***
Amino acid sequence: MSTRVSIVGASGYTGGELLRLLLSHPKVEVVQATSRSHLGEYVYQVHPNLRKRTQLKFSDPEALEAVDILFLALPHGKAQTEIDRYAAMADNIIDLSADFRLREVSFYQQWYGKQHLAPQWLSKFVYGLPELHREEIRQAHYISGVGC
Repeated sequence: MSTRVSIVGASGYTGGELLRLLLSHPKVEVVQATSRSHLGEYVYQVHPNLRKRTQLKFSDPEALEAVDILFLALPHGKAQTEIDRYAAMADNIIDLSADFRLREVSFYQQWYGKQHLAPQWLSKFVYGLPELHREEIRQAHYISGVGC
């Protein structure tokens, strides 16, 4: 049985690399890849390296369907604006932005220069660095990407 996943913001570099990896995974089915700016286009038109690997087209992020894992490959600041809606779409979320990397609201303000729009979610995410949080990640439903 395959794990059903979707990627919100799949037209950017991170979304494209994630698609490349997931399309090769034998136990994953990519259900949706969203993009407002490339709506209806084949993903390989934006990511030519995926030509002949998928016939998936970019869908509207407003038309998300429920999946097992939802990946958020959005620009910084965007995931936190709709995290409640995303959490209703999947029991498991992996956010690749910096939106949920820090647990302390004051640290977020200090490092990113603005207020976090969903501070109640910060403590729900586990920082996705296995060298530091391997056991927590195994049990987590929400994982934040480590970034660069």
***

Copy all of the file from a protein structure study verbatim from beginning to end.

Amino acid sequence: MSTRVSIVGASGYTGGELLRLLLSHPKVEVVQATSRSHLGEYVYQVHPNLRKRTQLKFSDPEALEAVDILFLALPHGKAQTEIDRYAAMADNIIDLSADFRLREVSFYQQWYGKQHLAPQWLSKFVYGLPELHREEIRQAHYISGVGC
Repeated sequence: MSTRVSIVGASGYTGGELLRLLLSHPKVEVVQATSRSHLGEYVYQVHPNLRKRTQLKFSDPEALEAVDILFLALPHGKAQTEIDRYAAMADNIIDLSADFRLREVSFYQQWYGKQHLAPQWLSKFVYGLPELHREEIRQAHYISGVGC
């Protein structure tokens, strides 16, 4: 049985690399890849390296369907604006932005220069660095990407 996943913001570099990896995974089915700016286009038109690997087209992020894992490959600041809606779409979320990397609201303000729009979610995410949080990640439903 395959794990059903979707990627919100799949037209950017991170979304494209994630698609490349997931399309090769034998136990994953990519259900949706969203993009407002490339709506209806084949993903390989934006990511030519995926030509002949998928016939998936970019869908509207407003038309998300429920999946097992939802990946958020959005620009910084965007995931936190709709995290409640995303959490209703999947029991498991992996956010690749910096939106949920820090647990302390004051640290977020200090490092990113603005207020976090969903501070109640910060403590729900586990920082996705296995060298530091391997056991927590195994049990987590929400994982934040480590970034660069």